The Michigan Daily - Friday, September 9, 2005 - 3
ON CAMPUS UAW chief: Union wants
Ministry to hold
The Wesley Foundation Campus
Ministry is having an "Interfaith
Benefit Concert" at First United
Methodist Church (120 State St.)
Sunday from 6:30 to 8:30 p.m. Sev-
eral local bands will be performing.
Textiles to be on
display at Michigan
Museum of Art
Woven and embroidered textiles
from Kashmir and the Punjab will
be on display at the Museum of Art
in Alumni Memorial Hall from 10
a.m. until 5 p.m., the museum's nor-
mal business hours. The textiles have
a long and prominent history in Indian
culture, and have recently been gain-
to help with GM finances
DETROIT (AP) - United Auto Workers president
Ron Gettelfinger said yesterday that the union is sensi-
tive to the financial problems of General Motors Corp.,
but he wouldn't say how the union might relieve the
"The conventional wisdom is that the UAW has not
done anything to help General Motors take costs out
of the system, that we have our heads in the sand on
this issue," Gettelfinger said in a speech to the Detroit
Economic Club. "Well, the conventional wisdom is just
GM has asked the union to help it lower its health care
costs before its contract expires in 2007. Gettelfinger said
the union is optimistic it can reach a deal without reopening
But he also said the union has been unfairly portrayed
as doing too little to control costs. In the 2002 contract,
he said, the UAW agreed to increase copays for pre-
scription drugs and switched members to more efficient
health care providers.
A pilot project to improve health care in commu-
nities in Indiana and Ohio saved $10 million in 2004,
Gettelfinger said, and a new electronic prescription pro-
gram also is expected to save millions.
GM has said it needs more significant changes to curb
health care spending, which is expected to reach $5.6 bil-
lion this year:
For example, the company has suggested that UAW-cov-
ered hourly workers should have the same health care plan
as salaried workers.
GM's salaried workers pay 27 percent of their health care
costs, while its hourly workers pay 7 percent, according to
Gettelfinger wouldn't reveal any details about nego-
tiations with GM or Delphi Corp., GM's former parts
division, which has threatened to file for bankruptcy this
fall if it doesn't get some concessions from the UAW.
But Gettelfinger did say health care is only one of
GM's problems. The wbrld's largest automaker lost
$286 million in the second quarter, down from a $1.4
billion profit a year ago.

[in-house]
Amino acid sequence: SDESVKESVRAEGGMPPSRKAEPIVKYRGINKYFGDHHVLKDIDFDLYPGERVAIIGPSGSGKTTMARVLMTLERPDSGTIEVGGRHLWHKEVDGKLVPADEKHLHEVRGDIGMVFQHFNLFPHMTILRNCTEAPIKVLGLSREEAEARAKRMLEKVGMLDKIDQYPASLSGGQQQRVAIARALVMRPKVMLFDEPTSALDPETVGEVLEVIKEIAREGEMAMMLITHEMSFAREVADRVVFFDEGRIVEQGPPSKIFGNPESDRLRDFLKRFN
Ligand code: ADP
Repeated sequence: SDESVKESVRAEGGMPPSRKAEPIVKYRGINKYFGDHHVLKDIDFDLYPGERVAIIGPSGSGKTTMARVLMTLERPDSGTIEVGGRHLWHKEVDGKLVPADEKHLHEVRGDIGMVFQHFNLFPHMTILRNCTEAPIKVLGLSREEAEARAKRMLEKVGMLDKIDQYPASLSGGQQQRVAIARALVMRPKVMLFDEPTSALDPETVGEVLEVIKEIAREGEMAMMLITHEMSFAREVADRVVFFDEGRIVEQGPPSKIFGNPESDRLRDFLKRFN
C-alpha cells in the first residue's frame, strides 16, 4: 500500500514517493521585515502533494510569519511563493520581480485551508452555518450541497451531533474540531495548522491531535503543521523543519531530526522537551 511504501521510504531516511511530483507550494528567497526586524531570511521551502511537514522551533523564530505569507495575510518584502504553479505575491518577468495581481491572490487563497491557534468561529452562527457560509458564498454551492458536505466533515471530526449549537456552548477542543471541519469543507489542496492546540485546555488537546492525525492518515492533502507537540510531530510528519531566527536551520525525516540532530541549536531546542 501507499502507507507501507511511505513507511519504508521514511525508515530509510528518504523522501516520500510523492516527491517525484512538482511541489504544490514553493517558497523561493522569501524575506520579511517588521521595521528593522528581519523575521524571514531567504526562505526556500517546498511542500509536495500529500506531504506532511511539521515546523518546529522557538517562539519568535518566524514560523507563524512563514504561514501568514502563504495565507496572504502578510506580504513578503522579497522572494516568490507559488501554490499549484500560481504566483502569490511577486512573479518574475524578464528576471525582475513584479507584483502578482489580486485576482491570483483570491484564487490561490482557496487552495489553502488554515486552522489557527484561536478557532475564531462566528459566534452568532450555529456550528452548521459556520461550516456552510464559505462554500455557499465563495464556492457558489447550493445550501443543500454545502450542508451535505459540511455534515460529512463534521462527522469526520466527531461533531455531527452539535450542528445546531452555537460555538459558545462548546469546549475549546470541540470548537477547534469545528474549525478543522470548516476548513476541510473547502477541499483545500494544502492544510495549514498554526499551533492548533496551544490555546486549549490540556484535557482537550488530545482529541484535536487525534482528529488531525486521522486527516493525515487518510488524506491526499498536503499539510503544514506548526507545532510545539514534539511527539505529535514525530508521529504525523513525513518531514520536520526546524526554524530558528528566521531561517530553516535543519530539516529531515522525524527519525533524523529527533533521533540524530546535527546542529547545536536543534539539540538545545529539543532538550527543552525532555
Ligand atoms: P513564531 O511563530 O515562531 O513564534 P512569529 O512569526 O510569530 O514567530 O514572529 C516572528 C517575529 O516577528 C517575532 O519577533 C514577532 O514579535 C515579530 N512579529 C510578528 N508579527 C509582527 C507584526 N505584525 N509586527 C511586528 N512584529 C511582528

"Health care costs alone - for that matter, total labor costs
- don't explain GM's market share falling from 41 percent in
1985 to just over 25 percent today," Gettelfinger said.
"Decisions about product, marketing and advertising
strategies and many other factors, including bad U.S. trade
policy, had something to do with that too."
Gettelfinger also called for policy changes in the
wake of Hurricane Katrina. Images of poor citizens try-
ing to cope after the hurricane have forced Americans
to confront social inequality, he said.
Congress should respond by raising the minimum
wage and giving tax credits to manufacturers who make
energy-saving vehicles, Gettelfinger said.
funds for 'charity'
A person not affiliated with the
University was soliciting funds on
University grounds near State St.
Tuesday, the Department of Public
Safety reported. The subject was
allegedly collecting funds for hur-
ricane Katrina victims. The subject
was given a verbal warning and then
* Peanut proves to
be nearly fatal
A caller reported to DPS Tuesday
that a subject had an allergic reac-
tion to peanuts in Dennison Hall.
The subject complained of a hard
time breathing. Huron Valley ambu-
lances transported the subject to the
University of Michigan Emergency
Room. Assistance was provided.
in Taubman Hall
A caller reported property damage in
Taubman Hall to DPS Tuesday. There was
a reported accadental damage to a pain-
ing that was smashed. A report has been
Suspect arrested for
A rash of vandalism accross cam-
pus during the last month was reported
Wednesday to DPS. Nine reports were
filed reporting instances of spraypaining,
and there may be as many as 10 more
instances, DPS reported. A suspect has
been taken into custody.
In Daily History
Two RAs fired after
being accused of
* smoking pot
Sept. 9, 1975 - A resident advi-
sor from West Quadrandle Residence
Hall's Rumsey house was dismissed
after being accused by a resident
V director of having his hand in a bag
of marijuana. Another RA in West
Quad was fired one week earlier for
having his hand in what appeared to
be a bag of marijuana.
The RA admitted to having smoked
marijuana, according to the RD who
The RA, however, denied this
claim. Residents of the dorm believe
that the sudden appearance of these